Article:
Hospitals tap new flash storage to facilitate move to virtual desktops

For hospitals investigating the advantages of Virtual Desktop Infrastructure (VDI), the enhanced capabilities of flash storage can prove very useful.

Jeff Rowe | Jul 10, 2018 10:36 am

There’s an obvious connection between health IT managers’ ongoing search for better data storage and the rapidly growing stockpiles of health data, but experts are quick to point out that better storage is also critical to enabling the efficient use of new health IT.

For example, tech consultant Reda Chouffani recently noted, “With the amount of interactions (clinicians) have with different applications and the endless need for information -- which, in some cases, can be critical for the patient's well-being -- access to technology with high performance is a must.”

That imperative, Chouffani added, is driving demand for among other things, better performing data centers and virtual desktop infrastructure (VDI).

“Since VDI relies heavily on the server, networking and storage back-end infrastructure,” Chouffani explained, “IT recognizes its data center infrastructure must be resilient and deliver the highest performance to support VDI and meet the demands of end users.”

Much of that performance comes down to new and better storage.  Said Chouffani, “Modern technology trends, such as flash-based storage and converged infrastructures, provide VDI with the appropriate storage speeds and server performance it is hungry for. Implementing converged or hyper-converged infrastructures alongside flash-based storage appliances has been shown to increase the speed of the healthcare data centers, improve uptime and reduce the environment's complexity. But the benefits don't stop there; today's latest flash-based storage and converged infrastructures generally take up less space in data centers and consume less power, making them an attractive solution for those looking to upgrade legacy hardware.”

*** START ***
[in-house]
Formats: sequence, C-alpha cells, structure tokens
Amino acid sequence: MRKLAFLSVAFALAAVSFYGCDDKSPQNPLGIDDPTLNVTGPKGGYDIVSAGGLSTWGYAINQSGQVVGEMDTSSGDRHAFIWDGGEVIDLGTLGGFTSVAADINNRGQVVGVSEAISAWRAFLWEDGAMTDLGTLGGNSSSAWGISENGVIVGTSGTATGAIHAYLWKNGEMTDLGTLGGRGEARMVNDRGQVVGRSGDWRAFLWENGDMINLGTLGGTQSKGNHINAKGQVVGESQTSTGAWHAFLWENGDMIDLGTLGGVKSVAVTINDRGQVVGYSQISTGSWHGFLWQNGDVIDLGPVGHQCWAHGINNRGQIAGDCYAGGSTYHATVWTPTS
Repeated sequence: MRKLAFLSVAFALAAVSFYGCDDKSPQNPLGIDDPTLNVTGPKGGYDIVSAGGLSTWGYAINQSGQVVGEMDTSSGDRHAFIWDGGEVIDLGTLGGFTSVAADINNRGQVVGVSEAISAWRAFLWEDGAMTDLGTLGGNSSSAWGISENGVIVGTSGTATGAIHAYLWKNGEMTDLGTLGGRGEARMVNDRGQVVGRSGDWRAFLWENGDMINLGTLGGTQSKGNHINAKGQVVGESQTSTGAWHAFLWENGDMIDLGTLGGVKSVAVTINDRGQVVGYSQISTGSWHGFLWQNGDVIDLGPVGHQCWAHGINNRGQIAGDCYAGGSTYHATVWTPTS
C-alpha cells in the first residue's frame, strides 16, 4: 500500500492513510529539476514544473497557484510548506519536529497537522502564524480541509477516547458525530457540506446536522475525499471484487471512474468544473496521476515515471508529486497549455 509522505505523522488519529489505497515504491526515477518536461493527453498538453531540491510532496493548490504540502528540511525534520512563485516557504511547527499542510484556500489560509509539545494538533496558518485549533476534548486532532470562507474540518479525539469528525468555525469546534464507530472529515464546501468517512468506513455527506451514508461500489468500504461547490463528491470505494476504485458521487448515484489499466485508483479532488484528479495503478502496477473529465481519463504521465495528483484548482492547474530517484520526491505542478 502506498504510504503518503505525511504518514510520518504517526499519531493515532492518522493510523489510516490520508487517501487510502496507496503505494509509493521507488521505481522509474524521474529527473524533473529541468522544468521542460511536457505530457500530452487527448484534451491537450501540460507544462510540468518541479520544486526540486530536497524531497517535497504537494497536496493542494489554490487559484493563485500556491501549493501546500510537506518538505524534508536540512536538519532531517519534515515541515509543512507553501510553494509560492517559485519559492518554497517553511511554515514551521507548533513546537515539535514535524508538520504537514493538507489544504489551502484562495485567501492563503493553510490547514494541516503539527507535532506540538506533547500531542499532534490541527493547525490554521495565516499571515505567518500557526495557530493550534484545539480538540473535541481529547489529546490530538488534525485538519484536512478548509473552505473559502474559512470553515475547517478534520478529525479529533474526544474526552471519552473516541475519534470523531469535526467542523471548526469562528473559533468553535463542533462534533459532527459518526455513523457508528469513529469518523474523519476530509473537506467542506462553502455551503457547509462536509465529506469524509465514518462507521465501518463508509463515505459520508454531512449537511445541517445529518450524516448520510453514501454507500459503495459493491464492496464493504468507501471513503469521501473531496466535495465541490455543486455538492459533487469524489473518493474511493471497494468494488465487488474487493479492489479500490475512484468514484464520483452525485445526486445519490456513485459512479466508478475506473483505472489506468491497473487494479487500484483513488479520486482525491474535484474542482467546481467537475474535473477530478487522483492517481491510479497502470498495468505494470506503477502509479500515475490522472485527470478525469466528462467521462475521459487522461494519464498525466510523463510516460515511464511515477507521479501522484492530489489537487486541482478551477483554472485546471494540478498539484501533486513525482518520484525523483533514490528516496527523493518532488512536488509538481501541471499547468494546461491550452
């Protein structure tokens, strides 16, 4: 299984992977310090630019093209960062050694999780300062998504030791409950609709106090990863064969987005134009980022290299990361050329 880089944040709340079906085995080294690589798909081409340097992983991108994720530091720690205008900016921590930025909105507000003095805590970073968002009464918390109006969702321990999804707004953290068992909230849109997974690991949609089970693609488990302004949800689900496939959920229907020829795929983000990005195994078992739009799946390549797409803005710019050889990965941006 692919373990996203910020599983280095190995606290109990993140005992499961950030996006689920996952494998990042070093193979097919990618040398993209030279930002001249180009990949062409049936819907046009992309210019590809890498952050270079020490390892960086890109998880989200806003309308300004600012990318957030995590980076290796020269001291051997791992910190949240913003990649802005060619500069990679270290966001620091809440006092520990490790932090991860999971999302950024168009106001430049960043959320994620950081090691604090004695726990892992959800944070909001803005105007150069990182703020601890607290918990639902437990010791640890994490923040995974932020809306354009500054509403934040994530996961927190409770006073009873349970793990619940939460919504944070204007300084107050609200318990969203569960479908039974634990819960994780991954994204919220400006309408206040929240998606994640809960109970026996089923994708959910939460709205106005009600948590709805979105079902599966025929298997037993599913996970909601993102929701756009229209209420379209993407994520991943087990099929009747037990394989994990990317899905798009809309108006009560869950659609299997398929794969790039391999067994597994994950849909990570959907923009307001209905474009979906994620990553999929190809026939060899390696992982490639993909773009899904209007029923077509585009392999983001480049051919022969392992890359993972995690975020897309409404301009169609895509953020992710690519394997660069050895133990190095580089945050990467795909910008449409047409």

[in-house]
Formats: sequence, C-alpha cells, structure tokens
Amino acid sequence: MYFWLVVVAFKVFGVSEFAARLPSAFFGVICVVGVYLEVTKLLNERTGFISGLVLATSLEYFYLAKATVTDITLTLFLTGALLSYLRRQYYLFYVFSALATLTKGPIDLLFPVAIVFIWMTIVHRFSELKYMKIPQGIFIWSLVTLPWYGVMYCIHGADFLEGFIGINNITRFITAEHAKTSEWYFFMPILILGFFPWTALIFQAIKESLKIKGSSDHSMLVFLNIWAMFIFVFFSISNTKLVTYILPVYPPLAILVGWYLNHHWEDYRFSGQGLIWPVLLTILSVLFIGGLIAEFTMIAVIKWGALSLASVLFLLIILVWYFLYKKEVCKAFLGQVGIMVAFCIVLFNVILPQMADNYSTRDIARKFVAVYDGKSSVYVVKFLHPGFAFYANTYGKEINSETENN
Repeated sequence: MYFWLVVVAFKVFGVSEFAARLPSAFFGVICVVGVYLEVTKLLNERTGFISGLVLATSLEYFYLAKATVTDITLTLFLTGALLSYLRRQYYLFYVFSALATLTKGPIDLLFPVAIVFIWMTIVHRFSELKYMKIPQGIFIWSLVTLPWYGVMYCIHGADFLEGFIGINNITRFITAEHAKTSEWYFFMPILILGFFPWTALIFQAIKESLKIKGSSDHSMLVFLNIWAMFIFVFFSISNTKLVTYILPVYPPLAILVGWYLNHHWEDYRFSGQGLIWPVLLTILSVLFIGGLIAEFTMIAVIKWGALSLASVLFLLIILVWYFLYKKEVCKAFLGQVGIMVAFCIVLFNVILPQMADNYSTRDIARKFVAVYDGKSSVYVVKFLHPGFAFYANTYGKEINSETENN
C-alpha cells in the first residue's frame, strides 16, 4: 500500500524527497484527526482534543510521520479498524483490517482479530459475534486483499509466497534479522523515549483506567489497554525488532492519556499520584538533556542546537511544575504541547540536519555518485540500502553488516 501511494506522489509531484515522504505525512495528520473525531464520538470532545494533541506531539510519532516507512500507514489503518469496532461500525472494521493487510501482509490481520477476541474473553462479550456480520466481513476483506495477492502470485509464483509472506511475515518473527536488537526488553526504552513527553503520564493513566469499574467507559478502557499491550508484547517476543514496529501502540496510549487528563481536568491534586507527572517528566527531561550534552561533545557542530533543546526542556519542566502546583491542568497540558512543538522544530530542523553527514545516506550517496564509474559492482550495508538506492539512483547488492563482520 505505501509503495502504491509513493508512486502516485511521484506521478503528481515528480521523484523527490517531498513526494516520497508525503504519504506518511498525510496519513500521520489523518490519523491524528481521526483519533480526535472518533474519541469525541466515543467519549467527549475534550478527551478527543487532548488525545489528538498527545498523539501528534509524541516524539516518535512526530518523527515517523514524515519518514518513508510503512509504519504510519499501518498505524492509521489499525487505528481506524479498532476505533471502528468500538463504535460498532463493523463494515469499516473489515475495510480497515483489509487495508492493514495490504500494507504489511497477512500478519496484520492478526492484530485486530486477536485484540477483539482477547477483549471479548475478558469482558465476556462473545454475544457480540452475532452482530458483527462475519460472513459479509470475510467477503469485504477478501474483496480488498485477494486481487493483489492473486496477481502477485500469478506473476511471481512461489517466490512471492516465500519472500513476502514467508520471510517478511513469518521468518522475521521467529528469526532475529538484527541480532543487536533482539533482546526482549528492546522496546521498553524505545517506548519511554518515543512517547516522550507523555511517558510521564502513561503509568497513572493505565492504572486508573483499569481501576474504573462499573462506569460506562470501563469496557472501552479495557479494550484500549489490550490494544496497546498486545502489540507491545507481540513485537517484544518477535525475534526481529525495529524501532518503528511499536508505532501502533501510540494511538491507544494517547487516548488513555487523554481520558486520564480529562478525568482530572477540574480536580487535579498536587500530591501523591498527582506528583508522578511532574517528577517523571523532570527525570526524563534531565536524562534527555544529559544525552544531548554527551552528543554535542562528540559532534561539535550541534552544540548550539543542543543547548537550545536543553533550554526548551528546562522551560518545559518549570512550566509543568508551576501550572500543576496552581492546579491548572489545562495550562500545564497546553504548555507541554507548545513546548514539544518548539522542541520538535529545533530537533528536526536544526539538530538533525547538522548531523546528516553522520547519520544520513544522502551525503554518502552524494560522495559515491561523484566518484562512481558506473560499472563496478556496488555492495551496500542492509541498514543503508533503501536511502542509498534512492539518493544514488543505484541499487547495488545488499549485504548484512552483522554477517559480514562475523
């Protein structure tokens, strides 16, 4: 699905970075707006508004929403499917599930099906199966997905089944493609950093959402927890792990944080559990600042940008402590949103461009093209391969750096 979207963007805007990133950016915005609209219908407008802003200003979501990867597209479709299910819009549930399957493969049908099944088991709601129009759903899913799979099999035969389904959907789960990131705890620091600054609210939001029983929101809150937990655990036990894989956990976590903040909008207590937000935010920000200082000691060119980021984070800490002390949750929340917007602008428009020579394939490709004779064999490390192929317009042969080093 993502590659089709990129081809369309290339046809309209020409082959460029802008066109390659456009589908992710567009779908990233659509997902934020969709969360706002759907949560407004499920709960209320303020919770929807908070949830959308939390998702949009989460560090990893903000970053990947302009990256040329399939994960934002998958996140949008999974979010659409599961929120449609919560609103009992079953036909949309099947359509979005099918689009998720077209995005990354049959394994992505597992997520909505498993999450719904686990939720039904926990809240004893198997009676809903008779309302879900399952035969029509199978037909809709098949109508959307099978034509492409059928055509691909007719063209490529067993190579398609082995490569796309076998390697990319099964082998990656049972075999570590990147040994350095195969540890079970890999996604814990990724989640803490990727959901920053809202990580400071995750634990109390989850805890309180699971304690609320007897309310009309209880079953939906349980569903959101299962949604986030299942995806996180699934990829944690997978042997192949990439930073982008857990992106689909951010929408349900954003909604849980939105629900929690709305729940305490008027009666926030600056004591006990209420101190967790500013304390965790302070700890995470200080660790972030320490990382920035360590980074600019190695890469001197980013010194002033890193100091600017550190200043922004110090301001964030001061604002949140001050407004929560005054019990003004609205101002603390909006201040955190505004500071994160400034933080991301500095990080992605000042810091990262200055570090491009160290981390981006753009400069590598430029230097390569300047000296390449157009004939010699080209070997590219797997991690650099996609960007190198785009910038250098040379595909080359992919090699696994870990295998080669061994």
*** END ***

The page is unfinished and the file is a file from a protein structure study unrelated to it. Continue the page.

According to Chouffani, one of the main reasons implementing VDI requires high-performing storage involves the fact that “healthcare workers are highly mobile, and access to their desktop may come from many different devices. Once connected to their desktop, the use of applications and data can drive a significant amount of IOPS when considering the number of users on the environment at any time, which includes an increased amount of data writes since the entire desktop is virtual and not writing locally.”

It’s these needs, he said, which drive demand for high-performing storage units, much of which increasingly involves the use of flash-based storage.

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